Confessions of a Program Director: The Residency Personal Statement

Although the residency personal statement is rarely the part of the application that determines interview eligibility, it is still a major source of stress for many medical students.

For some of you, this is an opportunity to show off the non-scientific side of yourselves. Perhaps this is even a strong point! But for many of you, writing something like this does not come easy. And writing about ourselves is even harder.

What not to do

First, some “don’ts” to consider when putting your residency personal statement together.

Don’t rehash

My advice is to use the residency personal statement to relate something about yourself that is not otherwise contained in your application. If you just summarize your CV in the personal statement, that is annoying for someone like me to read—and not very useful. After all, I just reviewed your CV in ERAS (twice as a matter of fact, but that is another story). So, please have mercy and don’t continue to rehash what you already wrote in your CV.

Don’t dramatize

Many of you choose to elaborate on a patient care experience in your residency personal statement. It’s usually quite dramatic (in your mind) and begins something like, “Patient X rolled into the emergency room with a look of fear in her eyes. Doctors and nurses buzzed around her, all doing their necessary tasks. But when she locked eyes with me, I knew I needed to step in , hold her hand, and hear her story…”

I am sure many of you have experienced a very similar personal scenario whereby you, the medical student, connected with the patient in a way that nobody else did. And this is, indeed, admirable. But it is not unique. The fact is, you have more time than most other members of the health care team to spend time with the patient. As an attending, I actually covet your notes! They are some of the most detailed ones on our patients! So, thank you!

That stated, the case scenario presented in the residency personal statement is quite common. And it is overdone, in my humble opinion.

Don’t feel the need to promote or explain a specialty

I have also read plenty of residency personal statements that come off as advertisements for the specialty to which the candidate is applying. For example, a typical sentence from the anesthesiology-bound applicant will read, “Anesthesiology encapsulates pharmacology and physiology and entails very close attention to the dynamic status of the patient.” Uh, yeah. We know. You don’t need to summarize what we do for a living.

We trust that when you made the decision to apply for this particular specialty, you have a good idea of what we do. But, if you can somehow connect something personal about your background to the demands of the specific specialty to which you are applying, that is a good idea. This might then read , “As the oldest child of nine, and with two parents who worked full time, I found confidence and comfort in being a primary caretaker of children.” Or, “I never considered how important and informative my job as a bartender would be in my choice to pursue training as an anesthesiologist.” That is relevant and provides a picture to the reader of your residency personal statement of you and how you came to choose this career.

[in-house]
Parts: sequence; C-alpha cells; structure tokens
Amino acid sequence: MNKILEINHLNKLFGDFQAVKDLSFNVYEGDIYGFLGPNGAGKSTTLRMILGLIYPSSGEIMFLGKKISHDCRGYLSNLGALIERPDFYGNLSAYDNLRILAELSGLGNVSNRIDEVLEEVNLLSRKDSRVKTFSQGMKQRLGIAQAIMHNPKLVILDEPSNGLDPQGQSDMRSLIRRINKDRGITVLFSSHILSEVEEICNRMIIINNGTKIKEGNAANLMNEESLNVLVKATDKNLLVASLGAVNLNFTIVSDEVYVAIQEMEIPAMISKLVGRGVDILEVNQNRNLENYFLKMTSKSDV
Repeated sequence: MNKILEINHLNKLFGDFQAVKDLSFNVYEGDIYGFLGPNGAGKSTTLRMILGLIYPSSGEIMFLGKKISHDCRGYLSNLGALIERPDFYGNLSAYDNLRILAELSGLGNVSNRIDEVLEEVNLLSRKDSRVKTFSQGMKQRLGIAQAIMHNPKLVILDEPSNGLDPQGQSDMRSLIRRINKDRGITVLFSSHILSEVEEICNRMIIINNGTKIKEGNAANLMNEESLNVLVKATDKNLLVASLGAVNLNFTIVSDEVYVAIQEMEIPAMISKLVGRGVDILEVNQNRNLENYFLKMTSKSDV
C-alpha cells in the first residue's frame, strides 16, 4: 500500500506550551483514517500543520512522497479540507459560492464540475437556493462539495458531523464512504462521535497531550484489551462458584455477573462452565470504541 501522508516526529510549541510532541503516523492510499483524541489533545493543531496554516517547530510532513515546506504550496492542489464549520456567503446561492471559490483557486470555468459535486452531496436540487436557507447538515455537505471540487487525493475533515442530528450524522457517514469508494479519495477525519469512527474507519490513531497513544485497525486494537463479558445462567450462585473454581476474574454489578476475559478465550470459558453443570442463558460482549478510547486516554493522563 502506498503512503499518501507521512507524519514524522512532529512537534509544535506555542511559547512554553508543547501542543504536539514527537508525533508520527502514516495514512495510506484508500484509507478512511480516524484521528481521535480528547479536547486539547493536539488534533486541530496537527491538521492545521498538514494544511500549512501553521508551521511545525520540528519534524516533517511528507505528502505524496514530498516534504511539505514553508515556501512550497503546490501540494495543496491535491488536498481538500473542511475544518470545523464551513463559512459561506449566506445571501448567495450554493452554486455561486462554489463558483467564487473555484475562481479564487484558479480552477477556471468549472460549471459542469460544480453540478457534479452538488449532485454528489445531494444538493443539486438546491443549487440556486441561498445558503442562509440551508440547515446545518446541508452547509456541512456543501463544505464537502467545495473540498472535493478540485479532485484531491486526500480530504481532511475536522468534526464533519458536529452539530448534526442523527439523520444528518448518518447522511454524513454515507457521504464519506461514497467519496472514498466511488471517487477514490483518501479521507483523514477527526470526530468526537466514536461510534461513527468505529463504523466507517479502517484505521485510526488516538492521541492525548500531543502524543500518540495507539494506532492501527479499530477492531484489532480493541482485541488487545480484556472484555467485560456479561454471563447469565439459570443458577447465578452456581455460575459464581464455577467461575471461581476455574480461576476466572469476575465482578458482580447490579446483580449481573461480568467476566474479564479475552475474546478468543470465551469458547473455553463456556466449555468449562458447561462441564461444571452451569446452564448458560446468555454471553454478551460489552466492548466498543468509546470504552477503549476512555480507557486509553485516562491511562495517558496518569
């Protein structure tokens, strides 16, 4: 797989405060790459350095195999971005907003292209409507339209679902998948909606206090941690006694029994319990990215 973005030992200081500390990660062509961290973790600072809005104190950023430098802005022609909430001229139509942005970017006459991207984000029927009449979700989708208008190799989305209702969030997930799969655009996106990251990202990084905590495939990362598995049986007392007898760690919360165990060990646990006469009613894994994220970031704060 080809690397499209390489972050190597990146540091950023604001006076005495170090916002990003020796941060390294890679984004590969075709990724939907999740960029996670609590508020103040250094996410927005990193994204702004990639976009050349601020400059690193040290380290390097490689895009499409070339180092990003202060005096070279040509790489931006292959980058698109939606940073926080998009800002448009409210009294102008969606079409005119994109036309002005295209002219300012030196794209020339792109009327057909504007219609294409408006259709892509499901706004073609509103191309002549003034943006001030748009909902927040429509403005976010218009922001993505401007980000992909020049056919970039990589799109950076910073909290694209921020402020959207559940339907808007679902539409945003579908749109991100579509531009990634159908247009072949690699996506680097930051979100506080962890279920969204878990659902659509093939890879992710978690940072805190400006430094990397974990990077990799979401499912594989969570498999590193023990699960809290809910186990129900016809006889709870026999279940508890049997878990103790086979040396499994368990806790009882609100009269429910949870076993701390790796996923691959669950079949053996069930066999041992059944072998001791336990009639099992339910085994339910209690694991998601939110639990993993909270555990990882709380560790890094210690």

Here’s what you should include

So, what can you put in this residency personal statement? As someone who reads hundreds of these a year, I am looking for some nuggets of information which we can talk about during your interview.

  • Have an interesting hobby that is unusual? Tell us why.
  • Traveled to a faraway place outside your comfort zone? Describe that experience in more detail.
  • Got some specific career goals besides finishing residency? Let’s read about it.
  • Did some specific life event change you forever? That seems like a great thing to share.
  • Failed at something miserably? I definitely want to know how you overcame it.

In the end, it could very well be that you have no hobbies and never traveled anywhere fantastic. Instead, you live at home with your functional family in order to save money since you also did not start a company on the side. You also did not manage to accomplish any major research before or during medical school since you just decided to focus on the material at hand. And you did not fail at anything. Ever. You are just a great student who did well in medical school. So isn’t that enough?

It sure is.

Just make sure that your residency personal statement is grammatically correct and contains no typos. And please keep it to one page.

A smooth road to residency

In another blog post, I offered advice for letters of recommendation, and many other posts on the Thalamus blog include tips for different stages of the journey.

Our platform was created with that purpose in mind, too. Thalamus reinvents the interview process, optimizing it for both applicants and programs, and increasing efficiency. Find out how it works!